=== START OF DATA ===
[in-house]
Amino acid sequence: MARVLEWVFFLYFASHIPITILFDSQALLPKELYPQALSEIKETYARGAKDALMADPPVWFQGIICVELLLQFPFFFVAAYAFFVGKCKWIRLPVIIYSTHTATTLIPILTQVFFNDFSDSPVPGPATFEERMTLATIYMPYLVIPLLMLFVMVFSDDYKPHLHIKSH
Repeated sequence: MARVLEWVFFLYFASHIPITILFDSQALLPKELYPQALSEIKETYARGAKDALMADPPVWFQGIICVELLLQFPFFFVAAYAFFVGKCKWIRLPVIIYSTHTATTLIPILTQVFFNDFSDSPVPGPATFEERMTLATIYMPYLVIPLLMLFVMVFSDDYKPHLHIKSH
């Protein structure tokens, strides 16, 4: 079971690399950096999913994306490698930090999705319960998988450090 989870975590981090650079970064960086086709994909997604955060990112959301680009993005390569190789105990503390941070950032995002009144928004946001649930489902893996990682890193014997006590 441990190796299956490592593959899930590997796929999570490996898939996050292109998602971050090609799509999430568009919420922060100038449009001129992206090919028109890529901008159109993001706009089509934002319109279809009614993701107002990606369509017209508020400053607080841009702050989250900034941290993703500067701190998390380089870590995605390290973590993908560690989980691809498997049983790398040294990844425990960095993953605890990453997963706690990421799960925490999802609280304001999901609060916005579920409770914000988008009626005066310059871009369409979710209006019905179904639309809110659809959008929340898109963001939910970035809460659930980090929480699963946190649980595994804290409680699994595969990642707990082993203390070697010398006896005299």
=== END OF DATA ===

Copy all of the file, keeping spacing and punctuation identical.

[in-house]
Amino acid sequence: MARVLEWVFFLYFASHIPITILFDSQALLPKELYPQALSEIKETYARGAKDALMADPPVWFQGIICVELLLQFPFFFVAAYAFFVGKCKWIRLPVIIYSTHTATTLIPILTQVFFNDFSDSPVPGPATFEERMTLATIYMPYLVIPLLMLFVMVFSDDYKPHLHIKSH
Repeated sequence: MARVLEWVFFLYFASHIPITILFDSQALLPKELYPQALSEIKETYARGAKDALMADPPVWFQGIICVELLLQFPFFFVAAYAFFVGKCKWIRLPVIIYSTHTATTLIPILTQVFFNDFSDSPVPGPATFEERMTLATIYMPYLVIPLLMLFVMVFSDDYKPHLHIKSH
């Protein structure tokens, strides 16, 4: 079971690399950096999913994306490698930090999705319960998988450090 989870975590981090650079970064960086086709994909997604955060990112959301680009993005390569190789105990503390941070950032995002009144928004946001649930489902893996990682890193014997006590 441990190796299956490592593959899930590997796929999570490996898939996050292109998602971050090609799509999430568009919420922060100038449009001129992206090919028109890529901008159109993001706009089509934002319109279809009614993701107002990606369509017209508020400053607080841009702050989250900034941290993703500067701190998390380089870590995605390290973590993908560690989980691809498997049983790398040294990844425990960095993953605890990453997963706690990421799960925490999802609280304001999901609060916005579920409770914000988008009626005066310059871009369409979710209006019905179904639309809110659809959008929340898109963001939910970035809460659930980090929480699963946190649980595994804290409680699994595969990642707990082993203390070697010398006896005299």